Carefully peel skin of each quince. Cut out core and seeds. Cut quince into one-inch cubes. Add all ingredients into a stockpot. Add enough water to cover the entire quince. Let simmer for four hours adding additional water when needed. Let cool. Place quince in a blender and blend until smooth. Use a fine strainer or cheesecloth to strain out any remaining fruit. Store in an airtight container refrigerated for up to two weeks.
Or purchase Quince Pate at Williams of Sonoma. I put one part Quince Pate with equal parts water in a small saucepan. I warmed it up until it formed a syrup and it was just as tasty. Quince Pate can be found here at Williams of Sonoma.
I am a coffee girl. I need just one cup in the morning for my senses to fully awaken. I recently started grating Mexican chocolate into my latte. One thing lead to another and I came up with this little cocktail. The combination of Mezcal, cardamom and bitter chocolate is amazing. Sweeten condensed milk seems to be rather intense out of the can, but I can assure you one tablespoon balances each flavor out. This is a great cocktail for an afternoon pick-me-up. Personally, I am looking forward to pre batching them for a chilly Forty-niner game at Candlestick Park.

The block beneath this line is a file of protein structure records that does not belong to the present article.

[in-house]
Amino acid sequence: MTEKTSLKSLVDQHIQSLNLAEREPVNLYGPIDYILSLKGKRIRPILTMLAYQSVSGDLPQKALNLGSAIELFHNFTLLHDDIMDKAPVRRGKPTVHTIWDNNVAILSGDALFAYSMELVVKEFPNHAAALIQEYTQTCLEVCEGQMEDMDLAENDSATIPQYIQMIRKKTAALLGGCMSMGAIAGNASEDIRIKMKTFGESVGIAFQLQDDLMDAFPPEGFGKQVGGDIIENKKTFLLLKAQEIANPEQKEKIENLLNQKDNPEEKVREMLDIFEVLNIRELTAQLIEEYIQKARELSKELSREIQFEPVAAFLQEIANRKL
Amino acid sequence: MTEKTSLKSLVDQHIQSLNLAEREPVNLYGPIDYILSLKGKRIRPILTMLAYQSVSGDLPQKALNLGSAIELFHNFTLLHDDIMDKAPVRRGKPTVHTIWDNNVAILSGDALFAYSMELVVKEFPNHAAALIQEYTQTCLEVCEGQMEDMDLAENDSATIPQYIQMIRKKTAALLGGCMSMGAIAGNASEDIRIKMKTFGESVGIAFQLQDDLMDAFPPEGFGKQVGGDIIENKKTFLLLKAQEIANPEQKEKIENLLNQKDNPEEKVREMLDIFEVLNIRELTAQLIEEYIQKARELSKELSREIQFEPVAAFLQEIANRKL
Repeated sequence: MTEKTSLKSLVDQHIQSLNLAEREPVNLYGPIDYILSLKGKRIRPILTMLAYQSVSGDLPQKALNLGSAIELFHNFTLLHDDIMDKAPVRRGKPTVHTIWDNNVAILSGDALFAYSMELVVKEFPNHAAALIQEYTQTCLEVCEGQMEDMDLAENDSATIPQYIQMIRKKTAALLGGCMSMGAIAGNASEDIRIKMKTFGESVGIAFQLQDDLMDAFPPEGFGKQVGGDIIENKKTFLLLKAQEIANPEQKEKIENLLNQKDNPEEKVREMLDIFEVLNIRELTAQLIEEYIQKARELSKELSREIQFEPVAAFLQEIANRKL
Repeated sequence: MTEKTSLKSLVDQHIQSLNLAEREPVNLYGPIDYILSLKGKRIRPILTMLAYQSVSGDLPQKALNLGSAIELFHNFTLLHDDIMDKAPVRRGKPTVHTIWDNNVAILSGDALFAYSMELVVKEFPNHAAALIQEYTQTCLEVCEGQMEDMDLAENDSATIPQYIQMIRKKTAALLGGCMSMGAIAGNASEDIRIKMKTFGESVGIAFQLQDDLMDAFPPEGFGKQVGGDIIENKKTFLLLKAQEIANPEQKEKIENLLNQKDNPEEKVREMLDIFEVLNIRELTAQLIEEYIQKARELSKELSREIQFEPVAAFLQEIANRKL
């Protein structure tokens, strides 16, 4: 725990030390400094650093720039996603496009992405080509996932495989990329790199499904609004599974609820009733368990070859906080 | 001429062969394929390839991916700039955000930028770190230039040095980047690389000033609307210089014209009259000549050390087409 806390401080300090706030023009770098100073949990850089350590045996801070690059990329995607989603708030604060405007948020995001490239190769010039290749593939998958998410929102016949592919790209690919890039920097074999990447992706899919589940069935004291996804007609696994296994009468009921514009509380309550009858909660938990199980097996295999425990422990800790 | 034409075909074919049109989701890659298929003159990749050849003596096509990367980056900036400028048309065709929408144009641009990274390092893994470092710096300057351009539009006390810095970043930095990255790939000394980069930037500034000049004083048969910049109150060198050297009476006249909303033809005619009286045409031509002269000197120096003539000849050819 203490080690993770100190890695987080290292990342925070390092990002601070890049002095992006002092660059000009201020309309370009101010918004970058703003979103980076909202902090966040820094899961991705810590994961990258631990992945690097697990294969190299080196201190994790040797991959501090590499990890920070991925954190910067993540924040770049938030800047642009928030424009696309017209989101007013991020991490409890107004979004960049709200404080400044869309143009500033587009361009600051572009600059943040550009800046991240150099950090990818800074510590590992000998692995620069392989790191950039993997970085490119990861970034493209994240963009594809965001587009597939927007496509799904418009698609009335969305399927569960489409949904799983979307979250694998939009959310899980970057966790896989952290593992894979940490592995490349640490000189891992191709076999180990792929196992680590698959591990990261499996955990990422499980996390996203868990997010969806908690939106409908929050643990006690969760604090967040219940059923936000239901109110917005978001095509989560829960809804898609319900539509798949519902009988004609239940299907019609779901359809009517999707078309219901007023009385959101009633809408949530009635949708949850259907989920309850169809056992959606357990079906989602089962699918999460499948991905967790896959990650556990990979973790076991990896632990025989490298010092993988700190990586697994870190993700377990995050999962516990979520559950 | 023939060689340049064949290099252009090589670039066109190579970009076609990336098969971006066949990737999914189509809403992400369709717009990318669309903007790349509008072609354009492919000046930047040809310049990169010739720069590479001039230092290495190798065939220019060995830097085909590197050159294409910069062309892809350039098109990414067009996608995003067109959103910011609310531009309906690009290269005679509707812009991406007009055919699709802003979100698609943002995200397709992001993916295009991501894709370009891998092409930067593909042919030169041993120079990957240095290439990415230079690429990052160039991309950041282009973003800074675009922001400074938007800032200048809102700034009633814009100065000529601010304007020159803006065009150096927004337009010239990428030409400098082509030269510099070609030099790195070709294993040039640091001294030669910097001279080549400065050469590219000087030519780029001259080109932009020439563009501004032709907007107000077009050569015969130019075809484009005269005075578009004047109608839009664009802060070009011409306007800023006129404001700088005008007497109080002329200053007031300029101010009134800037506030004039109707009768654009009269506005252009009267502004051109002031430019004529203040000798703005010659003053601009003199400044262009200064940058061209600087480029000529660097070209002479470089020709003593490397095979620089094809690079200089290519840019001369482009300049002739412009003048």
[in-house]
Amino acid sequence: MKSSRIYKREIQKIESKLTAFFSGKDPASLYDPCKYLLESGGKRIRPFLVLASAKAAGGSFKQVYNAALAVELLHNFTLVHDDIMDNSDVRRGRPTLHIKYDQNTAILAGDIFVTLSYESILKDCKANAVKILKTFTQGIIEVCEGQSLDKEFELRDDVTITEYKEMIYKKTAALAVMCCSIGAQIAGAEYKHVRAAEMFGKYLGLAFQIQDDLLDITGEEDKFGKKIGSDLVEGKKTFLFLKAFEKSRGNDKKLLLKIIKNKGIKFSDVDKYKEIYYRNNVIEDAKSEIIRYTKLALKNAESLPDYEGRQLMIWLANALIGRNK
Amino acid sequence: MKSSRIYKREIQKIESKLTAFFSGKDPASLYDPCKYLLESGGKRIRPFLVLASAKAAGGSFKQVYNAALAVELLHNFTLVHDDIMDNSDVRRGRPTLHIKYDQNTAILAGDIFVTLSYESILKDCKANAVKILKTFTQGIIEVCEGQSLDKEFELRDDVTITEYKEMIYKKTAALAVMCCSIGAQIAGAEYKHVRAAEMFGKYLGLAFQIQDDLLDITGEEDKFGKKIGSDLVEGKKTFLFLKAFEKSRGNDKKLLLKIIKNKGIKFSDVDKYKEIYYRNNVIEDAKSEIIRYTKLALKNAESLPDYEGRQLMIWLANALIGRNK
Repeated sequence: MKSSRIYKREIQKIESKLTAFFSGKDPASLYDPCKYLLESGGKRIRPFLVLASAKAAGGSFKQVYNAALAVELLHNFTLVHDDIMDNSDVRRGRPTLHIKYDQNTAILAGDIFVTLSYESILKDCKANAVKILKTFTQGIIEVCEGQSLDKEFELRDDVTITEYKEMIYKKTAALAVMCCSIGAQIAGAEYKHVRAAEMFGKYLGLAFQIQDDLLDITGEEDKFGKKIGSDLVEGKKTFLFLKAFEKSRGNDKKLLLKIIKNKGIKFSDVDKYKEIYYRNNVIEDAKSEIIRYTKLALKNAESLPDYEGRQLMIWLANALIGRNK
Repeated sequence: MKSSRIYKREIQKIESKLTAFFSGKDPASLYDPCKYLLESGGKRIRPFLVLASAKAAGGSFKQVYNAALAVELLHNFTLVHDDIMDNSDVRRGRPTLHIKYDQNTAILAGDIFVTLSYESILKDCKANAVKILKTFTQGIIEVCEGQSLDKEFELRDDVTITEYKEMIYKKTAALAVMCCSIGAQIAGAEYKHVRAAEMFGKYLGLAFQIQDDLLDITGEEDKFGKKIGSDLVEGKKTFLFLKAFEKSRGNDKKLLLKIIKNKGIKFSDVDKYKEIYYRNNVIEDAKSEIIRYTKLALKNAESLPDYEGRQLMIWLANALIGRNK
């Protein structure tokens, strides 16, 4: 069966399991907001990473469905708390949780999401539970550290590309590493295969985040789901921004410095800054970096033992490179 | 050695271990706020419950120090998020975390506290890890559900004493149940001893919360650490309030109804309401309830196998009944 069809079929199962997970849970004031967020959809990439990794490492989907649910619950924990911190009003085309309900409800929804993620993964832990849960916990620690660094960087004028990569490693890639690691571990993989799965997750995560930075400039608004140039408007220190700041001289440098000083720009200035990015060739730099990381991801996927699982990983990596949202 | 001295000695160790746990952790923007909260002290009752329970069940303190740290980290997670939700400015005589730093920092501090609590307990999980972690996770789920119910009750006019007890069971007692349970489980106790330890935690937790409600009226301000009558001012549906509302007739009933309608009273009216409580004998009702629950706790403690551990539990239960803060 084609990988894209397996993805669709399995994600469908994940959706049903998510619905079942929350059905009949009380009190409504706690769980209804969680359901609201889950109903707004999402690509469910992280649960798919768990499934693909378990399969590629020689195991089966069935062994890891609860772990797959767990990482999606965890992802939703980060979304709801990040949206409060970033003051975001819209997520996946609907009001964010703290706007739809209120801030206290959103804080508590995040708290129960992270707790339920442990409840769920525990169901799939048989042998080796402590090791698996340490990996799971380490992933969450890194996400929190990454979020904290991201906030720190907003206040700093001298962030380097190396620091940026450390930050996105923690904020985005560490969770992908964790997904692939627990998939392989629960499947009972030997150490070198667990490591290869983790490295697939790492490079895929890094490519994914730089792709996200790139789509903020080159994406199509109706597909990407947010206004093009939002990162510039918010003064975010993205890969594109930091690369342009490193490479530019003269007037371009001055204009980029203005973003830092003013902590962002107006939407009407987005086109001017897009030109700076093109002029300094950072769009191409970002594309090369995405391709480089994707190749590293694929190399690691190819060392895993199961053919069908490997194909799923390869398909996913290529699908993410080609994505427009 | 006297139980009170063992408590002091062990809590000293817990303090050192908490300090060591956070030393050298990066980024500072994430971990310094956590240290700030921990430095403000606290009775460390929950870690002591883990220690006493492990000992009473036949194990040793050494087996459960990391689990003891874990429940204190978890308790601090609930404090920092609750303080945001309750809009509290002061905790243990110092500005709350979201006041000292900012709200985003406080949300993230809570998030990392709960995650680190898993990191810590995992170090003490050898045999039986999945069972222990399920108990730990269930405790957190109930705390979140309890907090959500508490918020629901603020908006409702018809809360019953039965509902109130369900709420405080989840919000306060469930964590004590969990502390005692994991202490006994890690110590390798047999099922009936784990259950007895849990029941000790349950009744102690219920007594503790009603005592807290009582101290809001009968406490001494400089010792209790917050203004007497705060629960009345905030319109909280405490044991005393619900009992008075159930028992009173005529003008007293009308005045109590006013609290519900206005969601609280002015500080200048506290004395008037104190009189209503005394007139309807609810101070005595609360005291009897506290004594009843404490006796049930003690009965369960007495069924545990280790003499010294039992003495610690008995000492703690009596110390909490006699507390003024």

- 1.5 Del Maguey Vida Mezcal
- 1 tablespoon freshly ground coffee
- ¼ teaspoon cardamom
- ¼ teaspoon Mexican chocolate
- 2-3 dashes cinnamon-walnut bitters
- 1 tablespoons sweetened condensed milk
- Heavy whipping cream for garnish